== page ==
New signs have been erected at the Visitors’ Centre and we were very impressed with the high quality and good information provided.

1 December on the Contour Path

Our walk this morning along the Contour Path was wonderful with clear warm weather and no wind. The fynbos was absolutely beautiful with masses of Roella in flower as well as wonderful pink Metalasia. There were many Chironia jasminoides and also the smaller Chironia linoides showing off their lovely pink flowers.

Tortoises were abundant. I think we saw five on the path, from a small 7 cm length to a whopping 25cm beast – the biggest I have ever seen in Fernkloof!

The Kleinmond Coastal Path

We walked the Kleinmond Coastal path this morning. It was quite sad to see how it has degenerated from a well used and maintained path to something of an overgrown narrow track in parts. The masses of flowering Pelargoniums, however, were a joy to walk through.

There has been much discussion around the mysterious deaths of Cape Fur Seals along the coast in recent weeks. Despite this, or maybe because of it, there was quite a colony of seals lying around on the outlying rocks, along with many Cape and White-breasted Cormorants. In the waters off the small harbour were many boats actively lowering and raising their nets for crayfish, and the harbour itself was packed with the trailers that brought these fishing vessels.

More Migrants

A trip to De Mond this morning was incredibly rewarding. We were not looking for anything but migrant birds, but the birding is so good on the Agulhas Plain that we managed to get 89 species without even trying. Included in this list were 6 more migrant birds for our Challenge list. Fortunately the weather was near perfect for birding, and we were the only visitors at De Mond! Of course, we went there for migrant waders, but were pleasantly surprised to get a Booted Eagle flying over the lagoon whilst being attacked by a Rock Kestrel. We also saw our first Common Buzzards of the season, after having thought we might not see one before the close of the Challenge.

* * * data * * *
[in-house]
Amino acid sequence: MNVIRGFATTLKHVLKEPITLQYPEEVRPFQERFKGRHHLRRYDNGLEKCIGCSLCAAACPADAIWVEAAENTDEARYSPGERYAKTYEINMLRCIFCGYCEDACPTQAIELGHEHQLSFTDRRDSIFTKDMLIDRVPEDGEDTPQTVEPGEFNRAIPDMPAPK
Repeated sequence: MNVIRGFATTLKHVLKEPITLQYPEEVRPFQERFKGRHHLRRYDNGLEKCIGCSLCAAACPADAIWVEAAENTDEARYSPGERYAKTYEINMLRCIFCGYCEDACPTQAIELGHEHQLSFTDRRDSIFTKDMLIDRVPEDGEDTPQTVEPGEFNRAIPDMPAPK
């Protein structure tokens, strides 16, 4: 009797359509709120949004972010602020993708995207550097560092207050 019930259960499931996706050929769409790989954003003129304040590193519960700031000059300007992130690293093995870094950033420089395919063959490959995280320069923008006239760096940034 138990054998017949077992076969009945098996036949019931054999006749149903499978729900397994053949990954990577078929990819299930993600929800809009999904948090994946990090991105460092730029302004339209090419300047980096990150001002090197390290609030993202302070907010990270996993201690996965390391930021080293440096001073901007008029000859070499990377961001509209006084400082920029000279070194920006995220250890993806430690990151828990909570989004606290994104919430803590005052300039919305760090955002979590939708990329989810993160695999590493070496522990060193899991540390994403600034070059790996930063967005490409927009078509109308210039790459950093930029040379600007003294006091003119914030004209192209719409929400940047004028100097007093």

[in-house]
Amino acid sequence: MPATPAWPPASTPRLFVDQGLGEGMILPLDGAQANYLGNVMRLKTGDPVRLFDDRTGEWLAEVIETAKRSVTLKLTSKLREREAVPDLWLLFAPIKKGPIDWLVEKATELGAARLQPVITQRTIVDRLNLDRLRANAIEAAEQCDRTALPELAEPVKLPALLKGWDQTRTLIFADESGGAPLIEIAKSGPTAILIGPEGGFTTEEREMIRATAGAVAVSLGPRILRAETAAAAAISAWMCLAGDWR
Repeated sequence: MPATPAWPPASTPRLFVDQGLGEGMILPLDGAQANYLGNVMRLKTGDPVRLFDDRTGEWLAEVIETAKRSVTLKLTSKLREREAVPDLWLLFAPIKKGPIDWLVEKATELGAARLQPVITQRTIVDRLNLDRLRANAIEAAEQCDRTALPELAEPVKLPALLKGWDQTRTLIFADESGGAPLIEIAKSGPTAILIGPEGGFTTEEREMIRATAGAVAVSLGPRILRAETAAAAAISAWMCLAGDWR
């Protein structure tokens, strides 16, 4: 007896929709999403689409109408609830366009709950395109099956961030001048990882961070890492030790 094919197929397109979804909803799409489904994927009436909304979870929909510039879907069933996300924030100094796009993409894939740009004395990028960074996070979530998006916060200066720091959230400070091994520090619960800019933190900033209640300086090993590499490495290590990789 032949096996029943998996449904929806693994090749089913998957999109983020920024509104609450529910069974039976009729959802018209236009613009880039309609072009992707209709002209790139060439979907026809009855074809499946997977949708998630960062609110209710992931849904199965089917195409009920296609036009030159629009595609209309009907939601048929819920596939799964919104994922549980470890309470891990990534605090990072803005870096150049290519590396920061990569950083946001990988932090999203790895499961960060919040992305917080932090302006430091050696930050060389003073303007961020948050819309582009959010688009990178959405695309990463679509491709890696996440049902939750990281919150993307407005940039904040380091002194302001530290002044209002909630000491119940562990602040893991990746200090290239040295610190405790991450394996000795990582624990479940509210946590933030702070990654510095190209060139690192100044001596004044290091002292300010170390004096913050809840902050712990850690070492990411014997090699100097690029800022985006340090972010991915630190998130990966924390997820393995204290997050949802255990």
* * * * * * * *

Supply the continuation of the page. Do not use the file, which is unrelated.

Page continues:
There was plenty of water in pans along the roads and at one we must have seen close to 60 Glossy Ibises, along with many Whiskered Terns. We also saw a Southern Pochard at one dam, so it was an excellent outing!

Chasing Migrants

Yesterday Renee and I went out to try to get a few migrant birds on our Challenge list. We found it was not all that easy! Firstly we went to Rooisand, hoping to pick up the Bar-tailed Godwit spotted recently by John and Sheelagh, but it was nowhere to be seen. We did, however, get a Common Greenshank, a few Common Ringed Plovers and some Barn Swallows. The Pectoral Sandpiper was present somewhere as others there had seen it, but we had no luck. Where the Common Buzzards are this year is anybody’s guess!

From there we traipsed over to Danger Point, where we immediately picked up a Sandwich Tern and some Common Whimbrels, along with more Common Greenshanks. After some considerable searching we also found a pair of Ruddy Turnstones. The rocks close to the road on the way to the lighthouse are always rewarding and we had a good time observing all the seabirds present.

Walking in Fernkloof

Yesterday was a Hurriers walk, but only Renee and I were present. We had a lovely walk up over Kanonkop and then along the Jeep Track until we could see the effects of the recent fire, before returning to the Visitors’ Centre via Adder’s Ladder, a total of 8,5 kms. The weather was perfect for walking and we could have carried on all day, especially as the fynbos was showing off in its usual spectacular fashion!